Plaintiff acknowledges that his expert witness designation was a week late, however argues that Lowe's has not identified any prejudice it suffered as a result of the untimely service. Counsel for Carrillo represents that the delayed service was to due to her error in calendaring the correct date. [Doc. No. 32-1, at ¶¶13-14.] The plaintiff asks to be excused from that error. Finding no prejudice to defendant, particularly in light to the fact that the late-designated experts were known to defendant as the plaintiff's treating physicians, the Court denies defendant's motion on the basis that the plaintiff's Rule 26(a)(2)(A) designations were untimely.
With regard to the service of written reports, required by Rule 26(a)(2)(B), plaintiff argues that although designated as "retained" experts, plaintiff's two designated experts are not in fact "retained" as contemplated by Rule 26(a)(2)(B) in that they are not "one retained or specially employed to provide expert testimony in the case," and are not therefore subject to having to provide a written report as set forth in Rule 26(a)(2)(B). Plaintiff argues that his experts as treating physicians are experts who will offer opinions based on their treatment of the plaintiff and not from extrinsic information provided to them beyond their treatment records and are therefore exempt from requirements of Rule 26(a)(2)(B).
No. 32, at 6-7.] See Goodman v. Staples the Office Superstore, LLC., No. 10-15021, 2011 WL 1651246, at *6 (9th Cir. (Ariz.) May 3, 2011), citing Fed.R.Civ.P. 26(a)(2) advisory committee's note (1993)(a treating physician is a percipient witness of the treatment he rendered - and therefore he is not subject to the written report requirement.)
Defendant argues that plaintiff designated the treating physicians as "retained" experts and therefore they are subject to the requirement to provide written reports. Defendant also cites to Goodman, 2011 WL 1651246, at *8, in which the court held that if a treating physician is retained to render expert opinions beyond the scope of the treatment rendered, a Rule 26 report is required. Because plaintiff indicated that the two doctors were "retained" experts, to the extent they would offer opinions beyond the scope of the treatment rendered to plaintiff, written reports should have been provided. Having failed to do so, defendant argues plaintiff should be precluded from soliciting opinion testimony from his designated experts.
As of December 1, 2010, the Federal Rules addressed this issue of non-retained experts and Rule 26's requirements for written reports by experts. The Rule was amended to require parties to disclose "a summary of the facts and opinions to be presented at trial" by non-retained expert witnesses who are not required to provide expert reports under Rule 26(a)(2)(B). Rule 26(a)(2)C) was added to "mandate summary disclosures of the opinions to be offered by expert witnesses who are not required to provide reports under Rule 26(a)(2)(B) and of the facts supporting those opinions." Fed.R.Civ.P. 26(a)(2)(C) advisory committee's notes (2010). The Amendment Notes specifically reference physicians who may as a fact witness and provide expert testimony, and requires parties to identify such witnesses under Rule 26(a)(2)(A) and provide the disclosure under Rule 26(a)(2)(C).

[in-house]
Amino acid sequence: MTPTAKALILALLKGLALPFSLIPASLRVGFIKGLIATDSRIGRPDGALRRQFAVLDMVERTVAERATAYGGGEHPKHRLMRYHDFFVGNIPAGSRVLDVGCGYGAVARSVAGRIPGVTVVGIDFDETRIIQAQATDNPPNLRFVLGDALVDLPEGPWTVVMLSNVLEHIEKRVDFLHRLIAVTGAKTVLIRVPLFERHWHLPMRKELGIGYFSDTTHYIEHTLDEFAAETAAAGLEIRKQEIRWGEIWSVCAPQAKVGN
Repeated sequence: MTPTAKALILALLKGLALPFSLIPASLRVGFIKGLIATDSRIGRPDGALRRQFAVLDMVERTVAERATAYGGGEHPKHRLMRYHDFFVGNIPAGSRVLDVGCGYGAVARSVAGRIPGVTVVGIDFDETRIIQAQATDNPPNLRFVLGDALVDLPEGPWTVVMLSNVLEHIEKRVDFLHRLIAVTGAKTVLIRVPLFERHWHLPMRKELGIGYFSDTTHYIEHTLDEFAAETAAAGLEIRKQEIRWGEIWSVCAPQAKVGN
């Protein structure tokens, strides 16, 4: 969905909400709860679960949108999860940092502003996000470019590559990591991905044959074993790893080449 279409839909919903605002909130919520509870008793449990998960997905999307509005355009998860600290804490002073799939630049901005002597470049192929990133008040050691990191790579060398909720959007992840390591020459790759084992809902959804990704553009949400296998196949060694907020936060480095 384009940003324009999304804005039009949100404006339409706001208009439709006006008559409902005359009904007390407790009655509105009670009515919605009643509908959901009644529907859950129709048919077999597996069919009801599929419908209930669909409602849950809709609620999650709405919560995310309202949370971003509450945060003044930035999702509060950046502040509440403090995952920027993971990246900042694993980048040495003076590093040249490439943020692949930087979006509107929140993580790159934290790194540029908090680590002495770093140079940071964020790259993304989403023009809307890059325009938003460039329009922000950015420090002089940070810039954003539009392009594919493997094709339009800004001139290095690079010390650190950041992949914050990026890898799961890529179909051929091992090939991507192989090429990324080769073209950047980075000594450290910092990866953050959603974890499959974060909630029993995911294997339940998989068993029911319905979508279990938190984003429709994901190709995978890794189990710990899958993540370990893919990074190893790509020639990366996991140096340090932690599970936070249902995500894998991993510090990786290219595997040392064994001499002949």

Plaintiff was fully aware of this rule amendment. It was highlighted in the Court's scheduling and plaintiff cites to the Advisory Committee's Notes regarding the amendment of Rule 26 in his opposition brief. [Doc. No. 32 at 6.]
The plaintiff failed to provide a written report or a written disclosure for either of his designated experts, in compliance with the Court's order and Rule 26. Plaintiff's treating physicians may therefore as percipient witnesses regarding the treatment they rendered to plaintiff, including the plaintiff's presentment of symptoms, their diagnoses, the treatment they provided plaintiff, and the medical bills incurred for their treatment.
The witnesses are, however, precluded from offering opinions as to causation, and the plaintiff's future medical condition, the reasonableness of the medical expenses incurred, the expenses for future medical treatment, and any other opinions beyond the treatment they rendered to plaintiff. Such testimony was subject to the disclosure requirements of Rule 26(a)(2)(C), and having failed to provide defendant with a summary of those opinions and the facts supporting those opinions, defendant would be unduly prejudiced to allow such testimony at trial or in any other proceeding.
The defendant's motion is GRANTED as set forth above.